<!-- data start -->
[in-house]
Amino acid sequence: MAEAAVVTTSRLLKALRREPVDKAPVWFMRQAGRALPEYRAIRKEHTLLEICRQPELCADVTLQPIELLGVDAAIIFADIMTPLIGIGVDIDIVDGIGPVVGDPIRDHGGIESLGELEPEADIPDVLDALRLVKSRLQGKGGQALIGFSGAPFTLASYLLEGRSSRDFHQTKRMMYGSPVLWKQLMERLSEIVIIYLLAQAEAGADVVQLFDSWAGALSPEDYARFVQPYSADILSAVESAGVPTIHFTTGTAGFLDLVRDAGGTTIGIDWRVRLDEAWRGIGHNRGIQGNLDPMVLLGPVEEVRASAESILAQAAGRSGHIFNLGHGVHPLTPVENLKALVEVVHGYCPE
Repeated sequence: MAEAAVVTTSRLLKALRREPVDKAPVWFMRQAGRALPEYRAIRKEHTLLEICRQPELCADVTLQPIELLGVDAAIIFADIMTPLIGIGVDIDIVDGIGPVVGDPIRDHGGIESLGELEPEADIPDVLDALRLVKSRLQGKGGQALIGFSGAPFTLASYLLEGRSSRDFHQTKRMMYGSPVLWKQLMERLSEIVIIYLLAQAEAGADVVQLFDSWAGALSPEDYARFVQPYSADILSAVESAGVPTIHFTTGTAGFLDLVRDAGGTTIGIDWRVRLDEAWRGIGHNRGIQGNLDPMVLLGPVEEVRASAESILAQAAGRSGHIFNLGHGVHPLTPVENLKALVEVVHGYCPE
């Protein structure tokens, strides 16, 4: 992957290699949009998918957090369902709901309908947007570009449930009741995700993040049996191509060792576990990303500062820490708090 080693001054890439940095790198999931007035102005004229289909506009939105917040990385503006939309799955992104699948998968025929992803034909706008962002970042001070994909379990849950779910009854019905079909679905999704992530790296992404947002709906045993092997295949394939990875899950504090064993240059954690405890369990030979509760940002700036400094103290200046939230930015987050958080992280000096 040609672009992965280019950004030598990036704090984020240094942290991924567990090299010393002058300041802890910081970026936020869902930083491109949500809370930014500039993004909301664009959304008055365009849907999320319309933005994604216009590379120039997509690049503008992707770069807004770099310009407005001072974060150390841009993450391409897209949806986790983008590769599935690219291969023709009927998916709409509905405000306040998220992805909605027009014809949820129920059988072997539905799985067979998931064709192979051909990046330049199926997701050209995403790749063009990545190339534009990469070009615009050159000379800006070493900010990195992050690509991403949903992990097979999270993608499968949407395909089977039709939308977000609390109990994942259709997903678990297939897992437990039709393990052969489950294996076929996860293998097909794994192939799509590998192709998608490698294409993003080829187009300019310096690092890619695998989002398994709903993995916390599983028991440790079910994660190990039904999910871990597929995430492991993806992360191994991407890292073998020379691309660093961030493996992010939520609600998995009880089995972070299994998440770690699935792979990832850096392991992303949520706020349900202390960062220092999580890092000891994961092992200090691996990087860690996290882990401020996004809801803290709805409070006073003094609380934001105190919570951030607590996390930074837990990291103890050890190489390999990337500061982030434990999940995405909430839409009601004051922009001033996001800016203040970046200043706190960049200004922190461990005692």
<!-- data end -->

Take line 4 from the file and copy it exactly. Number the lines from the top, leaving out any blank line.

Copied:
């Protein structure tokens, strides 16, 4: 992957290699949009998918957090369902709901309908947007570009449930009741995700993040049996191509060792576990990303500062820490708090 080693001054890439940095790198999931007035102005004229289909506009939105917040990385503006939309799955992104699948998968025929992803034909706008962002970042001070994909379990849950779910009854019905079909679905999704992530790296992404947002709906045993092997295949394939990875899950504090064993240059954690405890369990030979509760940002700036400094103290200046939230930015987050958080992280000096 040609672009992965280019950004030598990036704090984020240094942290991924567990090299010393002058300041802890910081970026936020869902930083491109949500809370930014500039993004909301664009959304008055365009849907999320319309933005994604216009590379120039997509690049503008992707770069807004770099310009407005001072974060150390841009993450391409897209949806986790983008590769599935690219291969023709009927998916709409509905405000306040998220992805909605027009014809949820129920059988072997539905799985067979998931064709192979051909990046330049199926997701050209995403790749063009990545190339534009990469070009615009050159000379800006070493900010990195992050690509991403949903992990097979999270993608499968949407395909089977039709939308977000609390109990994942259709997903678990297939897992437990039709393990052969489950294996076929996860293998097909794994192939799509590998192709998608490698294409993003080829187009300019310096690092890619695998989002398994709903993995916390599983028991440790079910994660190990039904999910871990597929995430492991993806992360191994991407890292073998020379691309660093961030493996992010939520609600998995009880089995972070299994998440770690699935792979990832850096392991992303949520706020349900202390960062220092999580890092000891994961092992200090691996990087860690996290882990401020996004809801803290709805409070006073003094609380934001105190919570951030607590996390930074837990990291103890050890190489390999990337500061982030434990999940995405909430839409009601004051922009001033996001800016203040970046200043706190960049200004922190461990005692």